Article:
Birding Seabeck

I’ve been hearing about the Bald Eagles that gather at Big Beef Creel near Seabeck for several years now but have never had enough details to get there at the right time. This year fellow birder and photographer Dave Goudy filled me in with all the details I needed to finally get there at the right time. Unfortunately the best time was 6:45, which meant I had to leave home by 5:30. That turned out not to be a problem because I woke up by 5:00 AM. Not surprisingly, I was almost the first one there.

Not quite, though, because I was greeted by a classic three-year-old Bald Eagle perched on a telephone pole right above the creek.

Immature Bald Eagle

And there were several Great Blue Herons already standing on the shore of the creek,

Great Blue Heron

which I focused on at first because they were so close.

Before long I was serenaded by several Bald Eagles from the tall firs overlooking the creek.

 Bald Eagles

This lone eagle

Bald Eagle

was so close to the road that it was impossible to ignore it and Dave and I must have spent nearly 30 minutes taking shots of it, moving closer and closer and it never moved, though it did seem to glare at us at times.

About 45 minutes after I’d arrived more Great Blue Herons began to land in the shallow waters as the tide went out.

Great Blue Herons

It wasn’t too much longer before our eagle launched itself

Bald Eagle

and began to circle the beach.

Bald Eagle

It was the beginning of an exciting morning where I captured some of the best shots I’ve ever gotten of both eagles and Great Blue Herons.

Looking At the Roses, Really

Despite the fact that my favorite flowers at the Point Defiance Rose Garden are seldom roses, the roses were definitely the main attraction on my last trip there, even if the yellow and white iris was my favorite shot of the day. Simply put, the iris were quickly disappearing, while the roses were nearly in full bloom, even if there were a few late bloomers still not showing flowers.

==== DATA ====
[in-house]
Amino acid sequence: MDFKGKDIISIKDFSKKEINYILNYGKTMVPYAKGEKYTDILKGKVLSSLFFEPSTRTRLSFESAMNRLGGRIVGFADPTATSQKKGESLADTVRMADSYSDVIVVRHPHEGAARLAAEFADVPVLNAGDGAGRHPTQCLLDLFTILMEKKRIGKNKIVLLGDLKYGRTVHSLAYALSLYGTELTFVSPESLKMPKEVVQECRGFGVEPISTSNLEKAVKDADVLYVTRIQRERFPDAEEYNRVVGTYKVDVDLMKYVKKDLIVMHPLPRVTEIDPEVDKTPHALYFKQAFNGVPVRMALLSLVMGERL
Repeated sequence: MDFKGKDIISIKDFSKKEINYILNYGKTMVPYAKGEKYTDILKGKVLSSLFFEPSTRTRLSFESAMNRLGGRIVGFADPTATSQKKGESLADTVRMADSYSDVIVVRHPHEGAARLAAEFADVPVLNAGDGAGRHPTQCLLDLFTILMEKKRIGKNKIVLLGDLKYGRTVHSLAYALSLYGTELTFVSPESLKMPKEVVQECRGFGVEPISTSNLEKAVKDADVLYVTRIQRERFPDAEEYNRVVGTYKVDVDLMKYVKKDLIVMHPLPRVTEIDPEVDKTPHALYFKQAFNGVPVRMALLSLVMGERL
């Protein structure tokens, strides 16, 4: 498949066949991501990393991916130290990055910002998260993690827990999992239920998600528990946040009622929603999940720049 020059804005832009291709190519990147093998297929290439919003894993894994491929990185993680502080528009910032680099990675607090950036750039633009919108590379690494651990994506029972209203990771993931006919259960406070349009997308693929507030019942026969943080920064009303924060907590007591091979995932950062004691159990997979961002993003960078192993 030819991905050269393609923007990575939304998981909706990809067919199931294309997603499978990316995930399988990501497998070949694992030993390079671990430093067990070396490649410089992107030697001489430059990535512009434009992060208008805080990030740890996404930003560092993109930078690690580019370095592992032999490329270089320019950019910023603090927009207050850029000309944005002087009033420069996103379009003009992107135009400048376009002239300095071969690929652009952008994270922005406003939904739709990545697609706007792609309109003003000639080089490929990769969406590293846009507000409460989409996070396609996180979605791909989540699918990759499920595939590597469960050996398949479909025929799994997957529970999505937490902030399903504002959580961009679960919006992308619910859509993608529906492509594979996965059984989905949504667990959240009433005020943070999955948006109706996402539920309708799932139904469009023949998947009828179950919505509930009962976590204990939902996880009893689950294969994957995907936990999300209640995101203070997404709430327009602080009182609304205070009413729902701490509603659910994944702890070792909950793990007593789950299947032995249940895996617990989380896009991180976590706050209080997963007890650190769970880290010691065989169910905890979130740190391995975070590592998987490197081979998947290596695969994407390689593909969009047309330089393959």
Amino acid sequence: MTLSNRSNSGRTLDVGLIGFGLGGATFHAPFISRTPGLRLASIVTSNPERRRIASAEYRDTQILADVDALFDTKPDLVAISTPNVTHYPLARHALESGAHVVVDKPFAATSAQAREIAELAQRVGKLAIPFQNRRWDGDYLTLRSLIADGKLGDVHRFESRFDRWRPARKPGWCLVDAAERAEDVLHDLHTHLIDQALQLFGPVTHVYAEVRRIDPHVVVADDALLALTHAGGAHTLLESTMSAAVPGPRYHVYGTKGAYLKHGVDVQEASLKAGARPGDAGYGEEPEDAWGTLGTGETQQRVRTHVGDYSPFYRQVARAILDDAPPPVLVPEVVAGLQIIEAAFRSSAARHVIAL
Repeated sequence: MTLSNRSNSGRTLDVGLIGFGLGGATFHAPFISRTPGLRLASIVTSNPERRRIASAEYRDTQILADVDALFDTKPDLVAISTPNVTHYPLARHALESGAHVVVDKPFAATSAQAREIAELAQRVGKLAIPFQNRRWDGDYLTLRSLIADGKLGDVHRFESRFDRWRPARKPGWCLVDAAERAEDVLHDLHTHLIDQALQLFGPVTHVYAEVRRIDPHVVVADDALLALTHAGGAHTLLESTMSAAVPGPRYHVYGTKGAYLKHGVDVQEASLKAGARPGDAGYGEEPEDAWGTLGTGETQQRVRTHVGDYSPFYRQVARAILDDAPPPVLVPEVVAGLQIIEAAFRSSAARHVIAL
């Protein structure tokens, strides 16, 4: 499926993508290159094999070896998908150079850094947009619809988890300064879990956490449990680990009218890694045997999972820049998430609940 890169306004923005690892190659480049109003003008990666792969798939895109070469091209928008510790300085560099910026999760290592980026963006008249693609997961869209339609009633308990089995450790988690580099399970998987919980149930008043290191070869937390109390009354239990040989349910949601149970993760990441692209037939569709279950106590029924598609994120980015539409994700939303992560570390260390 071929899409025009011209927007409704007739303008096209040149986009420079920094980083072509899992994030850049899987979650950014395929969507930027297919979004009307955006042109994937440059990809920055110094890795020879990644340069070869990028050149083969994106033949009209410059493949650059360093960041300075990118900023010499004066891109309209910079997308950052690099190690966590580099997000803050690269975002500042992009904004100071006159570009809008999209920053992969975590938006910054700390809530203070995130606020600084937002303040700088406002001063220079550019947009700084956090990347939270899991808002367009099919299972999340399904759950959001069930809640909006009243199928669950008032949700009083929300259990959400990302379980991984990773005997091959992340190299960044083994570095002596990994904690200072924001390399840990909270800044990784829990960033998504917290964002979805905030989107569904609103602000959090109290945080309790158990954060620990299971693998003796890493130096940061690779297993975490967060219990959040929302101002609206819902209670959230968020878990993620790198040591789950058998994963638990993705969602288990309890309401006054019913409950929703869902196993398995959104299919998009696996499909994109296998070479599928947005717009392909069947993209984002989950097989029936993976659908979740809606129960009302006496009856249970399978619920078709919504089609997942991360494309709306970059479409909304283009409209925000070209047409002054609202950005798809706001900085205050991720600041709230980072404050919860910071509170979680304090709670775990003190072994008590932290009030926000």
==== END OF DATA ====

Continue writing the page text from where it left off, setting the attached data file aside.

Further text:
I continue to experiment with the HDR technique, and it produced some eye-popping colors even though I only chose among the presets labeled “realistic,” and more often than not chose the “natural” one, not the photographic one. My aim isn’t to produce the most striking photograph I can, but, rather, to produce a photo that recaptures as closely as possible what I saw when I took the picture. In fact, I suspect one of the main reasons I’m not fond of the rose garden is that there are so many garish colors in the varieties represented there. That said, the more you play around with the software the more you realize just how arbitrary the colors are in photographs. If you try to reproduce the pictures you see on the screen in a print, you’ll see just how arbitrary colors really are.

That said, here are my three favorite shots from the day, in no particular order. You’ve probably noticed that my favorite roses are usually orange and yellow, like this one.


I do realize, though, that a “rose” color is usually a pinkish-red, so I snapped a few shots of red roses, too.


I wish these roses were actually growing in my yard so I could take my computer outside and see how closely this color matches the real color of the rose.


Somehow I remember it as being more yellow than this, but I shot so many roses that my memory could be totally off. If nothing else, I love its shape.

If you live in Tacoma, it’s time to get down to the Rose Garden because it’s peak season early this year.